Dropping out of school and taking on a back-breaking job was one of the worst experiences David had ever had. Exposed to adverse weather conditions and other dangers, he remembers all that he faced alongside the other children working in the mines. 

"When I got home, my whole body ached and I had to go back the next day. It was very sad, the bags were so heavy. The money was barely enough to feed ourselves. Children were getting sick all the time," he shares. 

This was not what David’s mum, Mireille, wanted for him, but a local belief about women causing misfortune at the quarry prevented her from working at the site. 

However, this was not the end. With support from World Vision, David was able to stop working and return to school and begin catching up. He now dreams of completing his studies so he can find a good job and look after his family. 

READ MORE: How World Vision is ending child labour

We're saying enough to hunger

Children like Esther and David shouldn’t have to worry about feeding their families. Yet they do.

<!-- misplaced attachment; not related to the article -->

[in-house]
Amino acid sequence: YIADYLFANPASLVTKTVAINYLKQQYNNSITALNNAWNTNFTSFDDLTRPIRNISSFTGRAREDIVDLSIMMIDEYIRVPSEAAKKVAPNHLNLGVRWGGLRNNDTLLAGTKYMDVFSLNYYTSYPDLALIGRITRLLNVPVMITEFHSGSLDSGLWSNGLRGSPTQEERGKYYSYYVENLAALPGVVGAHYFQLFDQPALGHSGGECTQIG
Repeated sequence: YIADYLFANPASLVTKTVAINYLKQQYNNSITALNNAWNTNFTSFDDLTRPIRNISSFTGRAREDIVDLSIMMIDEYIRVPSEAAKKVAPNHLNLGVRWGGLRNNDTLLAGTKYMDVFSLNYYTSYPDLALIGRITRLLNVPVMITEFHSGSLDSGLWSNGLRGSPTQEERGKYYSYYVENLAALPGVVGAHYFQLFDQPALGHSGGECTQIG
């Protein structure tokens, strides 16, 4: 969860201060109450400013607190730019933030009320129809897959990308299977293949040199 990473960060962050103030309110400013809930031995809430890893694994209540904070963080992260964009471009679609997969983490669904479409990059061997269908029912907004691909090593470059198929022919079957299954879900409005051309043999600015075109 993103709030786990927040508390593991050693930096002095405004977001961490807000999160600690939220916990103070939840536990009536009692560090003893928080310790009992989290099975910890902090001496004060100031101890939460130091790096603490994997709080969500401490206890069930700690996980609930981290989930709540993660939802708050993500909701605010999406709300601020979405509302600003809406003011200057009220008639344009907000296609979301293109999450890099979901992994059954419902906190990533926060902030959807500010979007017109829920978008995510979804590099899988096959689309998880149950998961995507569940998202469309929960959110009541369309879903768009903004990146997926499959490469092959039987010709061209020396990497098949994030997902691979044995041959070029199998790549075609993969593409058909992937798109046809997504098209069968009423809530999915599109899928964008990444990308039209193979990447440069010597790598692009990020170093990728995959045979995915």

This isn’t good enough. 

That’s why, as part of our ENOUGH campaign, the World Vision partnership is globally pledging US$3.5 billion dollars over the next three years towards ending child hunger and malnutrition.  

In DRC, we continue to prioritise the provision of humanitarian aid to those displaced by conflict. Last year, World Vision reached almost 2 million people – 1.2 million of them children – with food, cash vouchers, water, sanitation and more.  

Our vision is for every child to have life in all its fullness, including Esther and David. With your support, we can help children overcome hunger and malnutrition in the world's hardest places.

Learn more